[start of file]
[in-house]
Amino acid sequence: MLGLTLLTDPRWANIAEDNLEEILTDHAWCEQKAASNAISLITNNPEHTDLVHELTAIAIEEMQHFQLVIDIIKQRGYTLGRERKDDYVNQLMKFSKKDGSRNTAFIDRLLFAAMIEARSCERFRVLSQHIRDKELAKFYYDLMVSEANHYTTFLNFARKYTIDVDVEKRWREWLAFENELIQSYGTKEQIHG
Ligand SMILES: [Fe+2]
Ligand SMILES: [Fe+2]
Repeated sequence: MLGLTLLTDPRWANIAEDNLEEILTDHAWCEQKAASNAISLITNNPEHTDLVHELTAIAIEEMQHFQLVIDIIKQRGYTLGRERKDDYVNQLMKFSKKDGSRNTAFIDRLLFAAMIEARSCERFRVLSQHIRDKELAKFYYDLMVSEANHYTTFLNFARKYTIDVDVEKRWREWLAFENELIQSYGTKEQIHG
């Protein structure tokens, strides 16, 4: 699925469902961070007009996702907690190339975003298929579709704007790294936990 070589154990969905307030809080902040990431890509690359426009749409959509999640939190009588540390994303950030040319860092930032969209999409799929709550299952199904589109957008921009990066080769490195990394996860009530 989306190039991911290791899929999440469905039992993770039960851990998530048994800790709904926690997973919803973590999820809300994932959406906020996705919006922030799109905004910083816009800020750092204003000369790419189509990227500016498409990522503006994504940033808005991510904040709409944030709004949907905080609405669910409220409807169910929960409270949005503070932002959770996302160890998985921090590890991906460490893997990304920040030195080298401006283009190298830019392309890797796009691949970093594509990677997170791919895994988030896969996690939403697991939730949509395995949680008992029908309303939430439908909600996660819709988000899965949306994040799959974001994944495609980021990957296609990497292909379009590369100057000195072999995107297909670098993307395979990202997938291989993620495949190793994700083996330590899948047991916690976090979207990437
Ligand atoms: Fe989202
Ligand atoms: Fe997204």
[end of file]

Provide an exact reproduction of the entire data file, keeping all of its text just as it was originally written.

[in-house]
Amino acid sequence: MLGLTLLTDPRWANIAEDNLEEILTDHAWCEQKAASNAISLITNNPEHTDLVHELTAIAIEEMQHFQLVIDIIKQRGYTLGRERKDDYVNQLMKFSKKDGSRNTAFIDRLLFAAMIEARSCERFRVLSQHIRDKELAKFYYDLMVSEANHYTTFLNFARKYTIDVDVEKRWREWLAFENELIQSYGTKEQIHG
Ligand SMILES: [Fe+2]
Ligand SMILES: [Fe+2]
Repeated sequence: MLGLTLLTDPRWANIAEDNLEEILTDHAWCEQKAASNAISLITNNPEHTDLVHELTAIAIEEMQHFQLVIDIIKQRGYTLGRERKDDYVNQLMKFSKKDGSRNTAFIDRLLFAAMIEARSCERFRVLSQHIRDKELAKFYYDLMVSEANHYTTFLNFARKYTIDVDVEKRWREWLAFENELIQSYGTKEQIHG
């Protein structure tokens, strides 16, 4: 699925469902961070007009996702907690190339975003298929579709704007790294936990 070589154990969905307030809080902040990431890509690359426009749409959509999640939190009588540390994303950030040319860092930032969209999409799929709550299952199904589109957008921009990066080769490195990394996860009530 989306190039991911290791899929999440469905039992993770039960851990998530048994800790709904926690997973919803973590999820809300994932959406906020996705919006922030799109905004910083816009800020750092204003000369790419189509990227500016498409990522503006994504940033808005991510904040709409944030709004949907905080609405669910409220409807169910929960409270949005503070932002959770996302160890998985921090590890991906460490893997990304920040030195080298401006283009190298830019392309890797796009691949970093594509990677997170791919895994988030896969996690939403697991939730949509395995949680008992029908309303939430439908909600996660819709988000899965949306994040799959974001994944495609980021990957296609990497292909379009590369100057000195072999995107297909670098993307395979990202997938291989993620495949190793994700083996330590899948047991916690976090979207990437
Ligand atoms: Fe989202
Ligand atoms: Fe997204």